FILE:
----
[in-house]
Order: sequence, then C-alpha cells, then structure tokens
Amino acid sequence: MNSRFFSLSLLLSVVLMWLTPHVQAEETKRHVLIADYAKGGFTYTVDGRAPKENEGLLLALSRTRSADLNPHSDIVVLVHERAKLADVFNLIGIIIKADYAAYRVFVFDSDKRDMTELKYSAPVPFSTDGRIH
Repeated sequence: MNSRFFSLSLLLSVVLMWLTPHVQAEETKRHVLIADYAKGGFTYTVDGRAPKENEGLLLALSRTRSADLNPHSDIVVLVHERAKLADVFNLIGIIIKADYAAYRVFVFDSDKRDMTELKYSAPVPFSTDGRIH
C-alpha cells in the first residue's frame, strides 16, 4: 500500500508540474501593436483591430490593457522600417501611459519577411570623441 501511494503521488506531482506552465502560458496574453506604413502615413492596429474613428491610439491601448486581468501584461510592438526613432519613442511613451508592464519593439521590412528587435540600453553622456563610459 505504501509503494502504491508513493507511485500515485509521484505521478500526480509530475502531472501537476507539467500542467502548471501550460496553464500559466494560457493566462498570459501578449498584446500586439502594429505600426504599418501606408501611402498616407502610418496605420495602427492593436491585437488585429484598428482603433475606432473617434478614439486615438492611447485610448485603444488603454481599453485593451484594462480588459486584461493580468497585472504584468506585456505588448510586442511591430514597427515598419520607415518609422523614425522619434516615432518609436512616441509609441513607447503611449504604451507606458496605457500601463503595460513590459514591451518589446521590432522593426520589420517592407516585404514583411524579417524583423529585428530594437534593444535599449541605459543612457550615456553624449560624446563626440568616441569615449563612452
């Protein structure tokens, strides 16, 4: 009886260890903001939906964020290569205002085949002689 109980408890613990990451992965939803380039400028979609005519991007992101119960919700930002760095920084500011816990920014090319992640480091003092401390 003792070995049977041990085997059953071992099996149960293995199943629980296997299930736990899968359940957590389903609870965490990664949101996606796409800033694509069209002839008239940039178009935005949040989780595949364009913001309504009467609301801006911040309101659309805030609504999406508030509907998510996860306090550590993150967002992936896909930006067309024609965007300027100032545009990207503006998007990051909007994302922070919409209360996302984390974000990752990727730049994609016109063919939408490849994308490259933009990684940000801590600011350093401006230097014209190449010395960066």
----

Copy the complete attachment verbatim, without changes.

[in-house]
Order: sequence, then C-alpha cells, then structure tokens
Amino acid sequence: MNSRFFSLSLLLSVVLMWLTPHVQAEETKRHVLIADYAKGGFTYTVDGRAPKENEGLLLALSRTRSADLNPHSDIVVLVHERAKLADVFNLIGIIIKADYAAYRVFVFDSDKRDMTELKYSAPVPFSTDGRIH
Repeated sequence: MNSRFFSLSLLLSVVLMWLTPHVQAEETKRHVLIADYAKGGFTYTVDGRAPKENEGLLLALSRTRSADLNPHSDIVVLVHERAKLADVFNLIGIIIKADYAAYRVFVFDSDKRDMTELKYSAPVPFSTDGRIH
C-alpha cells in the first residue's frame, strides 16, 4: 500500500508540474501593436483591430490593457522600417501611459519577411570623441 501511494503521488506531482506552465502560458496574453506604413502615413492596429474613428491610439491601448486581468501584461510592438526613432519613442511613451508592464519593439521590412528587435540600453553622456563610459 505504501509503494502504491508513493507511485500515485509521484505521478500526480509530475502531472501537476507539467500542467502548471501550460496553464500559466494560457493566462498570459501578449498584446500586439502594429505600426504599418501606408501611402498616407502610418496605420495602427492593436491585437488585429484598428482603433475606432473617434478614439486615438492611447485610448485603444488603454481599453485593451484594462480588459486584461493580468497585472504584468506585456505588448510586442511591430514597427515598419520607415518609422523614425522619434516615432518609436512616441509609441513607447503611449504604451507606458496605457500601463503595460513590459514591451518589446521590432522593426520589420517592407516585404514583411524579417524583423529585428530594437534593444535599449541605459543612457550615456553624449560624446563626440568616441569615449563612452
């Protein structure tokens, strides 16, 4: 009886260890903001939906964020290569205002085949002689 109980408890613990990451992965939803380039400028979609005519991007992101119960919700930002760095920084500011816990920014090319992640480091003092401390 003792070995049977041990085997059953071992099996149960293995199943629980296997299930736990899968359940957590389903609870965490990664949101996606796409800033694509069209002839008239940039178009935005949040989780595949364009913001309504009467609301801006911040309101659309805030609504999406508030509907998510996860306090550590993150967002992936896909930006067309024609965007300027100032545009990207503006998007990051909007994302922070919409209360996302984390974000990752990727730049994609016109063919939408490849994308490259933009990684940000801590600011350093401006230097014209190449010395960066």